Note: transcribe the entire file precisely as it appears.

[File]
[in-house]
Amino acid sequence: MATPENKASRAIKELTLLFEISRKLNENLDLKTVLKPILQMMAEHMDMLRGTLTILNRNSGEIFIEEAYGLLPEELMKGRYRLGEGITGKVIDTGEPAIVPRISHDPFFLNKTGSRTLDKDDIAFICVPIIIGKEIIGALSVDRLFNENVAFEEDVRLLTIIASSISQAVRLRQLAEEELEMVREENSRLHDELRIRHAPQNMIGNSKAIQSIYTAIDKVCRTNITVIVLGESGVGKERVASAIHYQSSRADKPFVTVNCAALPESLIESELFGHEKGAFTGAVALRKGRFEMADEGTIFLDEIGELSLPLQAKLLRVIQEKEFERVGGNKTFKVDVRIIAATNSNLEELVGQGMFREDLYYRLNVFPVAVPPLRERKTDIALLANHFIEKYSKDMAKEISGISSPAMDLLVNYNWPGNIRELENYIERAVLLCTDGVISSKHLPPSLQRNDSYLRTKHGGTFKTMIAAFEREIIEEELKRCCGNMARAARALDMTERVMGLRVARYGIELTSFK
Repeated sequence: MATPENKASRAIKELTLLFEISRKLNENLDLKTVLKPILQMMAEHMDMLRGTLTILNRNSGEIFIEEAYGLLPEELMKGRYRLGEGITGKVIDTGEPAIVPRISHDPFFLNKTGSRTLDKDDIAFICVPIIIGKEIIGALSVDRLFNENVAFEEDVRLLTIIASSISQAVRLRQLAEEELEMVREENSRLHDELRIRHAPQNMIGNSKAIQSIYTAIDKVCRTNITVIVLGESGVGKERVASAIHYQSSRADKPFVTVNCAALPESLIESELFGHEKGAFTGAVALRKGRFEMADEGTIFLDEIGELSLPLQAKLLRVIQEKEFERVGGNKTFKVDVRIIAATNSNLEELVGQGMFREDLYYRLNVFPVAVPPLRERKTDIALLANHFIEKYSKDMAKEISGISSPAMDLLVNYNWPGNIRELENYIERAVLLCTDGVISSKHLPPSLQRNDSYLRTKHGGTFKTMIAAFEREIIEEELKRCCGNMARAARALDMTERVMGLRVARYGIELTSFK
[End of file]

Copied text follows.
[in-house]
Amino acid sequence: MATPENKASRAIKELTLLFEISRKLNENLDLKTVLKPILQMMAEHMDMLRGTLTILNRNSGEIFIEEAYGLLPEELMKGRYRLGEGITGKVIDTGEPAIVPRISHDPFFLNKTGSRTLDKDDIAFICVPIIIGKEIIGALSVDRLFNENVAFEEDVRLLTIIASSISQAVRLRQLAEEELEMVREENSRLHDELRIRHAPQNMIGNSKAIQSIYTAIDKVCRTNITVIVLGESGVGKERVASAIHYQSSRADKPFVTVNCAALPESLIESELFGHEKGAFTGAVALRKGRFEMADEGTIFLDEIGELSLPLQAKLLRVIQEKEFERVGGNKTFKVDVRIIAATNSNLEELVGQGMFREDLYYRLNVFPVAVPPLRERKTDIALLANHFIEKYSKDMAKEISGISSPAMDLLVNYNWPGNIRELENYIERAVLLCTDGVISSKHLPPSLQRNDSYLRTKHGGTFKTMIAAFEREIIEEELKRCCGNMARAARALDMTERVMGLRVARYGIELTSFK
Repeated sequence: MATPENKASRAIKELTLLFEISRKLNENLDLKTVLKPILQMMAEHMDMLRGTLTILNRNSGEIFIEEAYGLLPEELMKGRYRLGEGITGKVIDTGEPAIVPRISHDPFFLNKTGSRTLDKDDIAFICVPIIIGKEIIGALSVDRLFNENVAFEEDVRLLTIIASSISQAVRLRQLAEEELEMVREENSRLHDELRIRHAPQNMIGNSKAIQSIYTAIDKVCRTNITVIVLGESGVGKERVASAIHYQSSRADKPFVTVNCAALPESLIESELFGHEKGAFTGAVALRKGRFEMADEGTIFLDEIGELSLPLQAKLLRVIQEKEFERVGGNKTFKVDVRIIAATNSNLEELVGQGMFREDLYYRLNVFPVAVPPLRERKTDIALLANHFIEKYSKDMAKEISGISSPAMDLLVNYNWPGNIRELENYIERAVLLCTDGVISSKHLPPSLQRNDSYLRTKHGGTFKTMIAAFEREIIEEELKRCCGNMARAARALDMTERVMGLRVARYGIELTSFK